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Open-File Report O-20-09, GIS data and method for determining maximum-considered local and distant tsunami wave arrival data for the Oregon coast, by Laura L. S. Gabel, Fletcher O’Brien, and Jonathan C. Allan; 23 p. report, geodatabase.

WHAT'S IN THIS REPORT?
This report describes the approach taken to generate statewide tsunami wave arrival rasters developed for a maximum-considered local (Cascadia subduction zone source) and distant (eastern Aleutian Islands source) tsunami that will impact the Oregon coast. Raster data are provided as an Esri ArcGIS geodatabase.

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ABSTRACT
The objective of this report is to describe the approach taken to generate statewide tsunami wave arrival rasters developed for a maximum-considered local (Cascadia subduction zone) and distant (eastern Aleutian Islands) tsunami that will impact the Oregon coast. These data may then be integrated into an online map viewer (e.g., the NANOOS tsunami evacuation web portal) for access by the public.

Wave arrival times for a Cascadia subduction zone XXL scenario and eastern Aleutian Islands AKmax scenario are determined at ~20 million nodes covering the Oregon coast using several criteria evaluated in MATLAB®. The local (XXL) tsunami starts toward shore at the moment the earthquake starts, but the shaking from the earthquake can last three to five minutes. Wave arrivals are timed from the start of the earthquake. The tsunami wave arrival time was defined as that point in time when the simulated tsunami water level exceeds the background MHHW level by 6 inches (15.2 cm). Known false or misleading arrival times occur for several reasons, including earthquake-induced water “sloshing” (especially in the distal ends of estuaries), topographic features like large mud flats, low energy water at the distal edges of inundation, data seams and, on the south coast, proximity to the subduction zone. Some of these issues are addressed during the GIS process by converting wave arrival point data into rasters. Other issues are identified but not resolved and remain in the final products. This report is intended to support the use and understanding of the tsunami wave arrival data generated for the Oregon coast.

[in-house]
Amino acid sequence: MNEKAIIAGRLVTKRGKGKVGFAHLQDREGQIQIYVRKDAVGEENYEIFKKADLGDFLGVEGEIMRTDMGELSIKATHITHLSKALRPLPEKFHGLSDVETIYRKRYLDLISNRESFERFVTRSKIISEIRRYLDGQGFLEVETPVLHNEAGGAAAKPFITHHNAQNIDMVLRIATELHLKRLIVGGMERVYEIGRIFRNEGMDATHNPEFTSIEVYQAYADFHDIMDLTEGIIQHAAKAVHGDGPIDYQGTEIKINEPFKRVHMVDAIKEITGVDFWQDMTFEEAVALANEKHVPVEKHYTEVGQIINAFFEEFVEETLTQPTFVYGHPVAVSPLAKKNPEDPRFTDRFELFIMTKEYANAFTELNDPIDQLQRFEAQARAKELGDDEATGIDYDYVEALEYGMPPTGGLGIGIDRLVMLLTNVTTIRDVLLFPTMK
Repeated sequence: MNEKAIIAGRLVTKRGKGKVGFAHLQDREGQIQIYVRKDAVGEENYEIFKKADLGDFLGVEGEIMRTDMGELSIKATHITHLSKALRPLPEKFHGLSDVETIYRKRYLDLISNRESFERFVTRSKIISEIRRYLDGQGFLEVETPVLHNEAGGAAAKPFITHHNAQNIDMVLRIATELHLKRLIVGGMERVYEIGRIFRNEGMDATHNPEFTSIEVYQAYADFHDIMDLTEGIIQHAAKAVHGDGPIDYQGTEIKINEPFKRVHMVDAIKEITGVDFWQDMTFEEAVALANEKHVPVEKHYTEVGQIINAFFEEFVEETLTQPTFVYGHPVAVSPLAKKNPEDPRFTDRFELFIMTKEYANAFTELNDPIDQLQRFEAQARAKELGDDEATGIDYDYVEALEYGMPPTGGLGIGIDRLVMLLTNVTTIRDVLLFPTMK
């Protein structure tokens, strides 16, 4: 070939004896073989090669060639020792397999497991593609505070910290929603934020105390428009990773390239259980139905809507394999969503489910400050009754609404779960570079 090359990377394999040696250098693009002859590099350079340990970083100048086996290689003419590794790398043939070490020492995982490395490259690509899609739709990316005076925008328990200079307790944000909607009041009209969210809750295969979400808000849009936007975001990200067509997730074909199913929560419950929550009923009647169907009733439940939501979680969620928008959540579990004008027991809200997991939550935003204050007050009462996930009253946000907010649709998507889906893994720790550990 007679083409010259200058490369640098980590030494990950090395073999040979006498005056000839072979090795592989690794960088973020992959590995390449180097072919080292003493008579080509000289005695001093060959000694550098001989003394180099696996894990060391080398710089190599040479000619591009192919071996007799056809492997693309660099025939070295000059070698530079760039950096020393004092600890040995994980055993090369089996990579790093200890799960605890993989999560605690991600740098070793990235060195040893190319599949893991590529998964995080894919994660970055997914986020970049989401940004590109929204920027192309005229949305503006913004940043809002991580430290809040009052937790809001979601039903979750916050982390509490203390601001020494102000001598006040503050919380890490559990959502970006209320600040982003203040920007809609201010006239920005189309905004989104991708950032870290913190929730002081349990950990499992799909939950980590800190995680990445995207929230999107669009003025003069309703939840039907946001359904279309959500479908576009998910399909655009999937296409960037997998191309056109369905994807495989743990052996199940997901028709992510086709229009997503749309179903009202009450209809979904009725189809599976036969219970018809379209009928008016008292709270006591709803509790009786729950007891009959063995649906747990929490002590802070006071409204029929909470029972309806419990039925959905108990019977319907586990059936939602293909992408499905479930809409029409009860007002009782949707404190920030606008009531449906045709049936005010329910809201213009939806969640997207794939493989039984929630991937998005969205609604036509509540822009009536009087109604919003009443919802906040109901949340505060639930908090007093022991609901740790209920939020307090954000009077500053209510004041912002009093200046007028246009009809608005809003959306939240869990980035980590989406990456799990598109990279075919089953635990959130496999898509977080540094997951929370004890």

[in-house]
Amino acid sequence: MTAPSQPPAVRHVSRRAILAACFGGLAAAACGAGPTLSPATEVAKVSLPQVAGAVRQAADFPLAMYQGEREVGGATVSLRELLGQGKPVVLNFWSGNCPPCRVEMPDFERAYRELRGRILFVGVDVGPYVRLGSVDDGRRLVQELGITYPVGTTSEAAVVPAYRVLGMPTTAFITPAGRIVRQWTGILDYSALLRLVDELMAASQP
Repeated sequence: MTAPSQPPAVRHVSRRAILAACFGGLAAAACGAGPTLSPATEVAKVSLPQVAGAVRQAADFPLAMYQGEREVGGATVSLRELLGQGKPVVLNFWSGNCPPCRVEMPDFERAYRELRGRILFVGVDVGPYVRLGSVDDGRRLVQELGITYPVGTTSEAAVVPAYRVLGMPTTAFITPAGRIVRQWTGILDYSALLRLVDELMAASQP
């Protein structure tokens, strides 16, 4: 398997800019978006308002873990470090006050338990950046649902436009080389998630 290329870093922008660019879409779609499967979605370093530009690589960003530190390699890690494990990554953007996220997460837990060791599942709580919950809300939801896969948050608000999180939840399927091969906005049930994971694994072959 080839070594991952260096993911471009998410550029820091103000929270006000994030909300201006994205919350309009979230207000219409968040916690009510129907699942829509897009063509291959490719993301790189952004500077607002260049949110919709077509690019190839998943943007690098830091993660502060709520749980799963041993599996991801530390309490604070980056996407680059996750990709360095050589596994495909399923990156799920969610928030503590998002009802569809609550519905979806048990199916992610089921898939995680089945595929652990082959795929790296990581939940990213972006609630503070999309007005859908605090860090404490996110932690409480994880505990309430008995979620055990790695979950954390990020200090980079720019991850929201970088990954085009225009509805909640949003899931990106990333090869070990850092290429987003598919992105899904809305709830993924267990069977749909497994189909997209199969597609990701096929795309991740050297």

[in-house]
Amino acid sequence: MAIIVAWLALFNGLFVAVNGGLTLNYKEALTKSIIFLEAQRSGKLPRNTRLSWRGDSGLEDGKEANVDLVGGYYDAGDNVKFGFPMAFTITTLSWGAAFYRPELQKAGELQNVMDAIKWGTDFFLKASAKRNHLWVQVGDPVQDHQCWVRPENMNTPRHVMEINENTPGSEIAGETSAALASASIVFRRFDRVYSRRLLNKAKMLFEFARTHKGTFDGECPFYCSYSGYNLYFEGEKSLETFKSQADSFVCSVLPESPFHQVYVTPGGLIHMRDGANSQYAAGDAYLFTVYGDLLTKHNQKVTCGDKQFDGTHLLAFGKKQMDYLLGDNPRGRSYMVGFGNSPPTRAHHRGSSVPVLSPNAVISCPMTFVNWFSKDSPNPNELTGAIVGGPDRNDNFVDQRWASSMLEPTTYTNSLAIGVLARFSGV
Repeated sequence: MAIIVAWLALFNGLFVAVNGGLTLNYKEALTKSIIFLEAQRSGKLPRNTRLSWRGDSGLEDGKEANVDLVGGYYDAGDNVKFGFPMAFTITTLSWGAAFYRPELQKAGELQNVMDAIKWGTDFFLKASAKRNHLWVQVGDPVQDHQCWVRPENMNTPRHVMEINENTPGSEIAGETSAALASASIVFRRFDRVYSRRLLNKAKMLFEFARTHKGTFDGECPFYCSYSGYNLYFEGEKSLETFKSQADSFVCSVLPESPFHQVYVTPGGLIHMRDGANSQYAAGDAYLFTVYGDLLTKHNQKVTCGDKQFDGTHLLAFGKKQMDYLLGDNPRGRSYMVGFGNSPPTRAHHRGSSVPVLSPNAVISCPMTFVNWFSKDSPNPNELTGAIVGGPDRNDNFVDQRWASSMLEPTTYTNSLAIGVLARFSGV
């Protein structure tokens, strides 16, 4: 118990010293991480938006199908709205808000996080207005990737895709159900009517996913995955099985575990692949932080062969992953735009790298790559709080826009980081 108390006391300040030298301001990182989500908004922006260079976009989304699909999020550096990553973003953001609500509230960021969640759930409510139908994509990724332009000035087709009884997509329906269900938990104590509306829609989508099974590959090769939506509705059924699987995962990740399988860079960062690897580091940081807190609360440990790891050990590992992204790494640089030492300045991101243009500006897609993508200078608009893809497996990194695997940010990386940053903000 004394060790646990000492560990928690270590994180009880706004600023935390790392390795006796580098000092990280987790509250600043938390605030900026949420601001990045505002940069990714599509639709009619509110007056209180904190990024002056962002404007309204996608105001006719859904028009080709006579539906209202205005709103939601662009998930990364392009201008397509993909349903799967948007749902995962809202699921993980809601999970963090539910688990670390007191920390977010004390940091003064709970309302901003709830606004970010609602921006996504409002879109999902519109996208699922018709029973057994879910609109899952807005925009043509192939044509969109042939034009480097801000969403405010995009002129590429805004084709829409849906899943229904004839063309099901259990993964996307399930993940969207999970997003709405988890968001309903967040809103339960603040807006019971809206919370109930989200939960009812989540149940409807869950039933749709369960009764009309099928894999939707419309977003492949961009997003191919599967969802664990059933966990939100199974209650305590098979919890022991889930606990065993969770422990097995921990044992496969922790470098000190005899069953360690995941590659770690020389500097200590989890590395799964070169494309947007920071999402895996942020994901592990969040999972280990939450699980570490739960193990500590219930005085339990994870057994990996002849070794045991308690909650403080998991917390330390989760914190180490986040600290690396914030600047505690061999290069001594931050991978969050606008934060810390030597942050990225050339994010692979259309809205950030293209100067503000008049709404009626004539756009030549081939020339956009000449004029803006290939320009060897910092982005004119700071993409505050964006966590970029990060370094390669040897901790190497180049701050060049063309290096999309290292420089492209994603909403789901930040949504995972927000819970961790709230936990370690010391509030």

GEOGRAPHIC INFORMATION SYSTEM (GIS) DATA
Geodatabase is Esri® version 10.6 format.
Metadata is embedded in the geodatabase and is also provided as separate .xml and .html formatted files.

Oregon_Coast_Tsunami_Wave_Arrival.gdb (GIS data bundle zip file)

rasters
Wave arrival for XXL and AKmax are determined at ~20 million nodes covering the Oregon Coast using time history data from the tsunami model used to create Oregon’s current evacuation maps, evacuation zones, and inundation maps. The tsunami wave arrival time was defined as that point in time when the simulated tsunami water level exceeds the background MHHW level by 6 inches (15.2 cm).
The purpose of these data is to provide statewide tsunami wave arrival maps for a maximum-considered local (Cascadia Subduction Zone) and distant (Gulf of Alaska) tsunami that will impact the Oregon coast. These data may then be integrated into an online map viewer (e.g. the NANOOS tsunami evacuation web portal) for access by the public. We hope to further educate the public on differences between distant and local tsunami events, especially the time available to evacuate from each. Furthermore, knowing when tsunamis will arrive along the Oregon coast is important for evacuation planning, enabling communities to evaluate mitigation options such as route improvements and/or vertical evacuation.

TsunamiWaveArrival_AKMax

.xml

.html

TsunamiWaveArrival_XXL

.xml

.html